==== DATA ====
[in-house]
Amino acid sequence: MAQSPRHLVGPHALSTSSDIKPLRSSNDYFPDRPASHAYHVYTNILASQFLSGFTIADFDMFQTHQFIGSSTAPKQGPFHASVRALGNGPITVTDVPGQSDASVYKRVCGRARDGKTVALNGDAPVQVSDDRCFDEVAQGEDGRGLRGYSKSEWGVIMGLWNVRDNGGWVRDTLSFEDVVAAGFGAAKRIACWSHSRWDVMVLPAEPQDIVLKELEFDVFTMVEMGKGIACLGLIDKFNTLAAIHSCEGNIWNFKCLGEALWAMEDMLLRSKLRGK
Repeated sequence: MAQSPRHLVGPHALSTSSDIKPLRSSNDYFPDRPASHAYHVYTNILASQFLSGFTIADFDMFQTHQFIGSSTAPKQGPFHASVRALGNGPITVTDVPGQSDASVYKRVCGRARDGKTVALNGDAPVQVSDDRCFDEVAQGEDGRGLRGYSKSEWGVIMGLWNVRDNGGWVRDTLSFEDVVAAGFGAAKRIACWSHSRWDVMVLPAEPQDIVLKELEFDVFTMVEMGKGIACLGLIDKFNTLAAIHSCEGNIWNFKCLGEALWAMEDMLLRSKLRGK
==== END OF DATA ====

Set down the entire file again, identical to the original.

[in-house]
Amino acid sequence: MAQSPRHLVGPHALSTSSDIKPLRSSNDYFPDRPASHAYHVYTNILASQFLSGFTIADFDMFQTHQFIGSSTAPKQGPFHASVRALGNGPITVTDVPGQSDASVYKRVCGRARDGKTVALNGDAPVQVSDDRCFDEVAQGEDGRGLRGYSKSEWGVIMGLWNVRDNGGWVRDTLSFEDVVAAGFGAAKRIACWSHSRWDVMVLPAEPQDIVLKELEFDVFTMVEMGKGIACLGLIDKFNTLAAIHSCEGNIWNFKCLGEALWAMEDMLLRSKLRGK
Repeated sequence: MAQSPRHLVGPHALSTSSDIKPLRSSNDYFPDRPASHAYHVYTNILASQFLSGFTIADFDMFQTHQFIGSSTAPKQGPFHASVRALGNGPITVTDVPGQSDASVYKRVCGRARDGKTVALNGDAPVQVSDDRCFDEVAQGEDGRGLRGYSKSEWGVIMGLWNVRDNGGWVRDTLSFEDVVAAGFGAAKRIACWSHSRWDVMVLPAEPQDIVLKELEFDVFTMVEMGKGIACLGLIDKFNTLAAIHSCEGNIWNFKCLGEALWAMEDMLLRSKLRGK